Kylie Ain't The Plug: A Look at Cultural Appropriation

 Left: The Kylie Shop Camo | Right: PluggedNYC

Left: The Kylie Shop Camo | Right: PluggedNYC

Big booty. Check. Cornrows. Check. Tanned skin. Check.  Doorknocker earrings. Double check. No this is not a Kylie Jenner Barbie checklist but a small collection of appropriations committed by white “entrepreneurs” who happen to overwhelm both the social and traditional space. Let us be real, Kylie Jenner is not the only person who uses our culture without giving us due diligence. Major brands and media companies such as Urban Outfitters and Cosmopolitan Magazine have left me with a bad taste in my mouth. Why would I ever pay $17.99 for a bubble hair barrette and what made you think a video with white models getting cornrows was appropriate? Please do not make a mockery of a black woman’s rite of passage. Unless you have a substantial knowledge base on the history of cornrows and you are willing to give credit in tandem with showing your “new and improved” style, do not, and I repeat do not, post that picture/video, write that think piece, or share that post. Funny enough, the main problem does not lie in the sharing of culture. I think everyone can agree that sharing culture leads to a more evolved society. The problem lies in the absence of credit, the absence of recognition. As per usual, POC are left out of the picture, even when the content is our own. Or worse, we are given recognition with side by side comparisons, but instead of being “chic and edgy”, we are deemed “urban and hip-hop, ghetto and ratchet”. How is this fair?

Appropriation for me always leads to an internal tete-a-tete regarding access. Access in all forms leads to opportunity. I always find it odd that these so called “new and innovative” ideas are always so well received on magazine covers and liked by millions on social media. But when I think about it, the majority of people enjoying this “new” culture are non-POC. How is it, that these aspects of culture are so new to them but so traditional and ingrained in us? Is their appropriation done purposefully? History tells me the answer is, yes, of course, duh. Of course, they know, but they also know that they have access and opportunity on their side-- two interchangeable themes that do not come as easy for minority communities. Take for example this Dapper Dan and Gucci debacle. Enter Gucci--international superbrand with enough financial and social reach to create anything and have populations manic to have their hands on the next collection. In the next corner, we have Daniel “Dapper Dan” Day, a cultural fashion genius housed in Harlem with clientele ranging from famous rappers to athletes. Which design do you think came out on runways this past month? Ding ding ding, Gucci wins! Once again the big man, the privileged man, comes out victorious. Once again they make a profit off of the middleman without due recognition while arguing that their audacious copy and paste was in fact a form of flattery and not appropriation. **insert eye roll here**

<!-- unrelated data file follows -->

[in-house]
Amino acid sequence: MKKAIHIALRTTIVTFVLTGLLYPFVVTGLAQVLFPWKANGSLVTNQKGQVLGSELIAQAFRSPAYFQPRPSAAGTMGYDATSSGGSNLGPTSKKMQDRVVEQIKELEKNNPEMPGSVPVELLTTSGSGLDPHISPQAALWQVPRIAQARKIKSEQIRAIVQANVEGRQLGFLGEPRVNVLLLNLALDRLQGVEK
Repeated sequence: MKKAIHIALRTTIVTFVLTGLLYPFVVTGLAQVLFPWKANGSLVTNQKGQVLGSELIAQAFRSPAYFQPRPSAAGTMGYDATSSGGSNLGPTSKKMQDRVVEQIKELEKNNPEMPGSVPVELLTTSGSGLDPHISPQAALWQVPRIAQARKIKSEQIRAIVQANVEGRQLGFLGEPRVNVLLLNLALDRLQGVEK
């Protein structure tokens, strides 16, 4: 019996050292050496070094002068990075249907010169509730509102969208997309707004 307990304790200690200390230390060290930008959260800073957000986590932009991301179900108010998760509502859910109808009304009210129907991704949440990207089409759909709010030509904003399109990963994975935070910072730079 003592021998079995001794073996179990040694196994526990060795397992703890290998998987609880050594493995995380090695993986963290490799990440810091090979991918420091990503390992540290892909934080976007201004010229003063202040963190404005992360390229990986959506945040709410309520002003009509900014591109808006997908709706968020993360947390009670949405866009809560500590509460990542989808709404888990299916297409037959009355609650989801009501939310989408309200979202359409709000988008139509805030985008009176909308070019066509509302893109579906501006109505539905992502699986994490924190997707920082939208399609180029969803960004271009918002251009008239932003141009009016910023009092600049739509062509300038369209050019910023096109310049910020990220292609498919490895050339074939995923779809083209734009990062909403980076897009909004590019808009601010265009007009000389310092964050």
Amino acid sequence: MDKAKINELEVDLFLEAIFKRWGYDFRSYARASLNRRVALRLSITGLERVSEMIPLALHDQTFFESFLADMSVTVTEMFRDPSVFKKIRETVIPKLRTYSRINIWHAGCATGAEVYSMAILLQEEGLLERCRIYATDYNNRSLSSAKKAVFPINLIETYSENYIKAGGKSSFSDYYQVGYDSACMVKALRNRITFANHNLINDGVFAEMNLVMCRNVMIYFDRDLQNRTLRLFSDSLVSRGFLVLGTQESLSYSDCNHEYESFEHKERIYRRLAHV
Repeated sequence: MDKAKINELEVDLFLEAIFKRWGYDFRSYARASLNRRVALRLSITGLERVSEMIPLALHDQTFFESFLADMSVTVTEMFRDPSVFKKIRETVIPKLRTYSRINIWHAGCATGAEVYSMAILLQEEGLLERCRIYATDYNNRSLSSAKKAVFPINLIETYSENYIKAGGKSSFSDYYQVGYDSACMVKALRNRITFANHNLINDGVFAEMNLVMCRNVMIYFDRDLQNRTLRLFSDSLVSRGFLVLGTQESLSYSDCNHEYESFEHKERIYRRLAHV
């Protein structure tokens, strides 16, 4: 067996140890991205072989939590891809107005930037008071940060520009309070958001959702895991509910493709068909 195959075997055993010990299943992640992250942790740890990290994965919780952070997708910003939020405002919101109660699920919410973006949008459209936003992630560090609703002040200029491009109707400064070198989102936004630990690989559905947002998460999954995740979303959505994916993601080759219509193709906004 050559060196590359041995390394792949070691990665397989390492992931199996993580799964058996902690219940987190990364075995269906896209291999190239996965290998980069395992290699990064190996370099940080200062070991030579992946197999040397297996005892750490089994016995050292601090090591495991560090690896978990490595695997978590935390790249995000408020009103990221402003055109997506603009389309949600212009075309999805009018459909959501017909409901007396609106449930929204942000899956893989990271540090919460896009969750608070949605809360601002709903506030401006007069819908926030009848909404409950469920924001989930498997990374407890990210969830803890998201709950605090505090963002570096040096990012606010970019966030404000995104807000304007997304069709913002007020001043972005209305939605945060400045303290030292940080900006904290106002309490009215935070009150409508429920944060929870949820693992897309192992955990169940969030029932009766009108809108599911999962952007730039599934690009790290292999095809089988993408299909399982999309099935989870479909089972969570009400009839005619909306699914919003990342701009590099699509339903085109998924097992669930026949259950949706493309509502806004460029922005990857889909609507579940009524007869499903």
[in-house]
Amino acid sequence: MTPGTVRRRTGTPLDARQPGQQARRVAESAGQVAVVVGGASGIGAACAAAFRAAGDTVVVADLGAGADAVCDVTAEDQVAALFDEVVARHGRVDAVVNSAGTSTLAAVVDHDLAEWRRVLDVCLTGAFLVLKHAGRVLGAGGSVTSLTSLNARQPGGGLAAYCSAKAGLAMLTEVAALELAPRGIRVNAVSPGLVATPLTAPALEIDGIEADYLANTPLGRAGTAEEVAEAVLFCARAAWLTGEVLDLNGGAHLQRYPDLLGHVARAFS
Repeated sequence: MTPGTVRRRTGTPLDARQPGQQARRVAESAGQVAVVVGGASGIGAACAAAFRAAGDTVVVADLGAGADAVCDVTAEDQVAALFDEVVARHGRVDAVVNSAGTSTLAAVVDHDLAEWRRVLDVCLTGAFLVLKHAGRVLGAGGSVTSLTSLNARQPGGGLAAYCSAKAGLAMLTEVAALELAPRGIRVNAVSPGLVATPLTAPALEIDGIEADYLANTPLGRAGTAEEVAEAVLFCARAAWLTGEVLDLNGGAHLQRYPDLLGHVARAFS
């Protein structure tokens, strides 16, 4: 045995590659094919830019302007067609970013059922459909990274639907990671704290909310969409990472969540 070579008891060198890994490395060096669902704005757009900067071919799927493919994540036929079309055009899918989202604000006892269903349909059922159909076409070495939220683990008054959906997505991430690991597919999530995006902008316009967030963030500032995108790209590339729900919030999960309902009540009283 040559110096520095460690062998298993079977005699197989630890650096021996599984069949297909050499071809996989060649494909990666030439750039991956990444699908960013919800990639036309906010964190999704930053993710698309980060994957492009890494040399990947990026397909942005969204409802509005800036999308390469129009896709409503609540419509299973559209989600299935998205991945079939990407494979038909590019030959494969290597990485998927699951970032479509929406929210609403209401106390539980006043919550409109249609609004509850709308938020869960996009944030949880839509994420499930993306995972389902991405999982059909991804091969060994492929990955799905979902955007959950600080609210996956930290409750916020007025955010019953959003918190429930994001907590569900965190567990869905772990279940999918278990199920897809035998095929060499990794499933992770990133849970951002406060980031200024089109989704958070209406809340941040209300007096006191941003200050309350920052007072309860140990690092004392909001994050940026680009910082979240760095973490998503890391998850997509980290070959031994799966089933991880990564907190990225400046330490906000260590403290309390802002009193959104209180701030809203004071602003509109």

Can you even imagine what would happen if access granted us opportunity? If structural inequalities did not hinder our progress? If policies were actually created for the advancement of POC? You could say buh bye to the Miley Cyrus-Katy Perry-Iggy Azalea hybrids that morph our culture into a fit of shits and giggles. With their ability to try our culture on for a day and shed that skin the next day--like the snakes they are. What did Jesse Williams say again? Oh yea, “…this invention called whiteness uses and abuses us, burying black people out of sight and out of mind while extracting our culture, our dollars, our entertainment like oil - black gold, ghettoizing and demeaning our creations then stealing them, gentrifying our genius and then trying us on like costumes before discarding our bodies like rinds of strange fruit.” Boy you betta.